NATIONAL ASSESSMENT OF EDUCATIONAL PROGRESS

SHOWS THAT MOST STUDENTS DO NOT READ AND WRITE WELL

OR USE EVIDENCE WELL

Reading and Writing

The results of the 1996 National Assessment of Educational Progress of reading and writing show that students aren't very good at either:

NAEP ASSESSMENTS OF READING AND WRITING

Percentages of Students Performing At or Above Reading Performance Level 
Age 17, 1971 and 1996
Level Percent in 1971 Percent
in 1996
350 Can synthesize and learn from specialized reading materials
7
6
300 Can find, understand, summarize, and explain relatively complicated information
39
39
250 Can search for specific information, interrelate ideas, and make generalizations
79
81
200 Can comprehend specific or sequentially related information
96
97
150 Can carry out simple, discrete reading tasks
100
100

 
 
 
Percentages of Students Performing At or Above Writing Performance Levels, 
Grade 11, 1984 and 1996
Level Percent
in 1984
Percent
in 1996
350 Can write effective responses containing supportive details and discussion
2
2
300 Can write complete responses containing sufficient information 
39
31
250 Can begin to write focused and clear responses to tasks
89
83
200 Can write partial or vague responses to tasks
100
99
150 Can respond to tasks in abbreviated, disjointed, or unclear ways 
100
100
Source: National Center for Education Statistics, National Assessment of Educational
Progress (NAEP), 1996 long-term Trend Assessment.   http://nces.ed.gov/naep/index.html

Assuming that even the poorly prepared high school students go to college, the percentage of high school students who arrive in college ready to learn independently from their textbooks is low (6 %). The percentage who write well is even lower (2 %) and  those who write adequately is not high--less than a third (31 %).  Most of them can start, but not finish (83 %).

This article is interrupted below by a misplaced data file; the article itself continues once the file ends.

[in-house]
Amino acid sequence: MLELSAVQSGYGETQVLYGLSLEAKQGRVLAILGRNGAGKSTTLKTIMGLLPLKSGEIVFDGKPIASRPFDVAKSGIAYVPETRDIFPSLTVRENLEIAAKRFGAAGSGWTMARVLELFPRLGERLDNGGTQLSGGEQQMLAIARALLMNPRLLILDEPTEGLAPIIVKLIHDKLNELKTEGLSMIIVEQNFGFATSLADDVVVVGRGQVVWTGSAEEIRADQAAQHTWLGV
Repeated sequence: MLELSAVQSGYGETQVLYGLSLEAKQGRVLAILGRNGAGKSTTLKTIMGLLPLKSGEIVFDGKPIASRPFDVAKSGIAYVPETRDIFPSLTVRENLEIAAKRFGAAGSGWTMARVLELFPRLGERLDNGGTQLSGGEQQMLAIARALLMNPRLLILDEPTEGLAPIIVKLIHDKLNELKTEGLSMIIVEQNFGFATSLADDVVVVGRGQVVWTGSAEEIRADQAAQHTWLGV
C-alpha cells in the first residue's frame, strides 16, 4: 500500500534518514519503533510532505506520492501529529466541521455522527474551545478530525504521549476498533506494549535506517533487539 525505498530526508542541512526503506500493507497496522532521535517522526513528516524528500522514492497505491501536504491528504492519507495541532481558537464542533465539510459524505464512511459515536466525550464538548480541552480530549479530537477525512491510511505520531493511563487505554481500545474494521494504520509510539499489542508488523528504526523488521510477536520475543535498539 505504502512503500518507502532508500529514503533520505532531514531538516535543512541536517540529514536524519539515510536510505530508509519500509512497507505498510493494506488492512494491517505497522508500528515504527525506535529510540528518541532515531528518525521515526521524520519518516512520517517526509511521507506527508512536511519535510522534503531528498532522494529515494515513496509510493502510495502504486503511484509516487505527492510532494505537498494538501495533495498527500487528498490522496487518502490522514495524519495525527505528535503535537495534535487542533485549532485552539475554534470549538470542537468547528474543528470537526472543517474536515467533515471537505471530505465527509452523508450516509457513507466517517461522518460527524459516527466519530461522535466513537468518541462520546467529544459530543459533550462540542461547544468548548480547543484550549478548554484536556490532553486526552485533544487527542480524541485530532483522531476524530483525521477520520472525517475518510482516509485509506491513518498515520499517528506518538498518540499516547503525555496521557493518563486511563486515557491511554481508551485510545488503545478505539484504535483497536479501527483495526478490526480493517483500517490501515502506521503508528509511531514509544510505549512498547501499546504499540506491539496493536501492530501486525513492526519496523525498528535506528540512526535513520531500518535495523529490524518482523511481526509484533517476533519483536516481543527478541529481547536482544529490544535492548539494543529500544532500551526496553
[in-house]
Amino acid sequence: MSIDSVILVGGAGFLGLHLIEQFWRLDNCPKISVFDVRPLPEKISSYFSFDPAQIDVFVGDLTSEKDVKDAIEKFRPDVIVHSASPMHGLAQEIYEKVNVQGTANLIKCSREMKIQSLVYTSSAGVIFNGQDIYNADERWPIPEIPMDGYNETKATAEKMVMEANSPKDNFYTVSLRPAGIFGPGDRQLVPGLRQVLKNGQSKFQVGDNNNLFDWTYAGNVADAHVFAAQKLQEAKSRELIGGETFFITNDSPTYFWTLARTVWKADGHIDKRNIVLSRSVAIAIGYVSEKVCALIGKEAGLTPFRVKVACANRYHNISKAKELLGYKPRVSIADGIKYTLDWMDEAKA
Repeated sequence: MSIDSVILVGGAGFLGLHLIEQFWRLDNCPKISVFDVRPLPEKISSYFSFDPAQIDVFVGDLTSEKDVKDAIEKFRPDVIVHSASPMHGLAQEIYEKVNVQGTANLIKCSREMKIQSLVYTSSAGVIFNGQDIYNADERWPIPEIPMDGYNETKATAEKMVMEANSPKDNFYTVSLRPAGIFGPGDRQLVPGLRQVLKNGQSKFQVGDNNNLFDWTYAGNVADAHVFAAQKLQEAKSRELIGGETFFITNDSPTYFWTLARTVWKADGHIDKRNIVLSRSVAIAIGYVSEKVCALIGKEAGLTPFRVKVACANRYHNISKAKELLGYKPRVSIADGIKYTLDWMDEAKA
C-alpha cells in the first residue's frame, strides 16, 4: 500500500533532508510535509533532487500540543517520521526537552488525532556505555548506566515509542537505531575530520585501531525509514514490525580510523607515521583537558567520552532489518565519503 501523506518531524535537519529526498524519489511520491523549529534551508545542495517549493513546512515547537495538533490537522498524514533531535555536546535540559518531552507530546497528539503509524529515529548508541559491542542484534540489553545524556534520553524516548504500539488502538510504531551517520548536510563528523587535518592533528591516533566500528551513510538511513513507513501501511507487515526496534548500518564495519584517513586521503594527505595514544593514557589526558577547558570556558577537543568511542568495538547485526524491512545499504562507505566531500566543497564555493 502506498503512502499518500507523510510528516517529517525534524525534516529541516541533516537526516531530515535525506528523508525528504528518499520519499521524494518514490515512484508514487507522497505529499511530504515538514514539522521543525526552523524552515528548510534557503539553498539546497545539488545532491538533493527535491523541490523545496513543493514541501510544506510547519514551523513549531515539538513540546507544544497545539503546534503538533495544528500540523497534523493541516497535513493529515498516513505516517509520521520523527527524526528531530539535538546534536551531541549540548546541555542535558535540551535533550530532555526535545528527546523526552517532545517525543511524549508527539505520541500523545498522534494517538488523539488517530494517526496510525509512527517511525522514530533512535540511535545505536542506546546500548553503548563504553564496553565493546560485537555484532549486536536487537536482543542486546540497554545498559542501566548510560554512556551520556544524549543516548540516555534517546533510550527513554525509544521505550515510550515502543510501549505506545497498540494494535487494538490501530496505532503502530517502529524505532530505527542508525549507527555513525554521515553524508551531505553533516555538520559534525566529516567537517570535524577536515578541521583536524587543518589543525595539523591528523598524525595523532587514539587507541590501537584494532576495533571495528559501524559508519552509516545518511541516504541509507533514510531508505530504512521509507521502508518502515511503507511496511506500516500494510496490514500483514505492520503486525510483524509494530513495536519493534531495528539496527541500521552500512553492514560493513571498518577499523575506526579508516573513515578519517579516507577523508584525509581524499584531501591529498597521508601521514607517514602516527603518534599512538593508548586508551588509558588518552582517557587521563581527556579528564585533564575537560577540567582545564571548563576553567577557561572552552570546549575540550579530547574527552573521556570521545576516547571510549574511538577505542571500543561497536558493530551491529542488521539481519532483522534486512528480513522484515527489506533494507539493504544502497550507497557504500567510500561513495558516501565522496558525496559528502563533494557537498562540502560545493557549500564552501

Using Evidence

How ready are they to do college level thinking? The 1992 NAEP results show that few students use evidence well.

The Department of Education's 1992 assessment of the writing ability of nearly one million students in grades 4, 8, and 12 showed that "Even the best students continue to have difficulty with writing tasks that require them to muster arguments and evidence in persuasive writing. According to teachers and students, persuasive writing--advancing evidence and arguments in an attempt to influence readers to change their thinking--received less emphasis in their classes than did informative and narrative writing."

How bad were they? On persuasive writing tasks, the number of 12th grade students scoring in the top category (Extensively Elaborated) was so low, it rounded to zero percent. Elaborated responses: between 1 and 3 % (depending on the topic) Developed: 11-22 % Minimally Developed: 48-63 % Undeveloped: 20-30 %.

Twelfth graders were asked to write on four different persuasive writing topics. Their essays were then grouped into six categories by carefully trained and monitored scorers.

Undeveloped responses were essays "in which students began to respond, but did so in a very abbreviated, confusing, or disjointed manner (20-30 %).

Minimally developed responses were "brief, vague, or somewhat confusing" (48-63 %).

Developed papers "provided a response to the task that contained the necessary [rhetorical] elements, but may have been unevenly developed or unelaborated" (11-22 %).

Elaborated papers were a "well developed and detailed response that may have gone beyond the essential requirements of the task" (1-3 %). This category was beyond almost everyone's ability, but it wasn't even the highest category.

Extensively elaborated papers were "similar in content [to elaborated], but they were better organized, more clearly written, and less flawed" (0 %)

The best students--those in the top ten percent--typically wrote minimally developed responses to the persuasive topics. "Their persuasive writing revealed a clear understanding of the basic rhetorical features of persuasion, but continuing difficulty in the use of evidence in support of effective arguments." (About 11,500 12th graders from 468 schools were included in the sample (87 % were public schools; 13 % were catholic or private). About 1,500 students wrote on each of the four persuasive topics.)

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